Merry Norris, an arts and architecture advocate based in Los Angeles, passed away on March 16, 2020. As a member of Woodbury School of Architecture’s Board of Advisors, Merry championed public art awareness and design excellence through her many roles as consultant, curator, executive, and public servant. She dedicated her career to the cultural and civic life of Los Angeles and throughout Southern California.
Instrumental in the founding and funding of the Museum of Contemporary Art, Norris also served as Executive Director of Gateway to L.A. In addition to being named an Honorary Member of the American Institute of Architects Los Angeles in 1990, she was the first person in the Chapter’s history to be elected as a Public Member to the Board of Directors of AIA/LA in 1995 and served for 14 years on the Board of Directors. In October 2011, Norris was awarded the Presidential Award as the first “Design Advocate” in recognition for being a “sublime design champion and public arts maverick.”
“Merry was the godmother of arts and architecture in Los Angeles for 40 years,” says architect Barbara Bestor. “It is because of her work and tireless championing that LA has come to be realized as the cradle of creativity and cutting-edge work in America.”
Dean Ingalill Wahlroos-Ritter touched on Merry’s impact, stating that, “When I started as Dean at Woodbury School of Architecture, I invited Merry to become a member of our School of Architecture Advisory Board. We were honored when she accepted. In the past two years of serving on our Board, she played an instrumental role. She believed in the mission of our School: that good design is a human right. As a fierce advocate for equity, she had a particular understanding of the challenges our students face. She most recently provided support for our LAUSD initiative where we reached out to local high school students to open up pathways into the architecture profession. She was a passionate supporter of Woodbury’s Julius Shulman Institute, founded by architectural photographer Julius Shulman to introduce the next generation of designers to photography as a vehicle for seeing and improving the built environment. Her support meant the world to our community, and she leaves an unfillable void.”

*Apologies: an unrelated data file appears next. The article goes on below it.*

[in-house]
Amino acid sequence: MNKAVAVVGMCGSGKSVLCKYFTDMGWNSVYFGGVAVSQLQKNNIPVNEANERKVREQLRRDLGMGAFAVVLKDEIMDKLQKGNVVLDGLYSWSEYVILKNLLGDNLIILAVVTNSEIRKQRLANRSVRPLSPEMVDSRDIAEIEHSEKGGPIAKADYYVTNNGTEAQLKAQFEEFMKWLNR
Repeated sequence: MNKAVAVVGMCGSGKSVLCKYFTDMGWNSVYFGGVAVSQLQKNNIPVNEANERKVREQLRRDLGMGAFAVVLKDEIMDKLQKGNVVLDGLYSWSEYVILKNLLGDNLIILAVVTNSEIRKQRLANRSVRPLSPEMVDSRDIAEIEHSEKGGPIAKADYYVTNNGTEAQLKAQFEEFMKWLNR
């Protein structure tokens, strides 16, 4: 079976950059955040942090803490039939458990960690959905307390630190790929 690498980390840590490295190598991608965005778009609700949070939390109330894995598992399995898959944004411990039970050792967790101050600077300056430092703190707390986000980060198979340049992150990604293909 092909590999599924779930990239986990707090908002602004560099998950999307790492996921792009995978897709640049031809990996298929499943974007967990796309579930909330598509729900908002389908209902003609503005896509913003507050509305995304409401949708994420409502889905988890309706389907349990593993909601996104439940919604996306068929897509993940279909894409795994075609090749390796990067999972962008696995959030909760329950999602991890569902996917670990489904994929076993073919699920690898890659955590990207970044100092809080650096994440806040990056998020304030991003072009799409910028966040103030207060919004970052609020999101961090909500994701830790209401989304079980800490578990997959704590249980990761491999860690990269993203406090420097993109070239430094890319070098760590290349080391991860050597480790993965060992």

As one of the city’s first Cultural Affairs Commissioners when she was appointed in 1984, Norris was widely known throughout the city for her open embrace of arts and architecture. She was an enthusiastic supporter and advocate for cultural and civic life in Los Angeles, dedicating a nearly 35-year career to facilitating art and design in the city. Norris led the transformation of many of the city’s public areas with large-scale works and spaces by known and emerging artists, such as converting a freeway-adjacent parcel in Santa Monica into Tongva Park, enhancing the West Hollywood library with major art installations by David Wiseman and Shepard Fairey, and commissioning a mural in Pasadena by artist Kenny Scharf.
As her children Jill Bauman, James Wiester and Joni Martino wrote in a letter this week, “Please raise a glass to celebrate her life – she would want to have a drink with you!”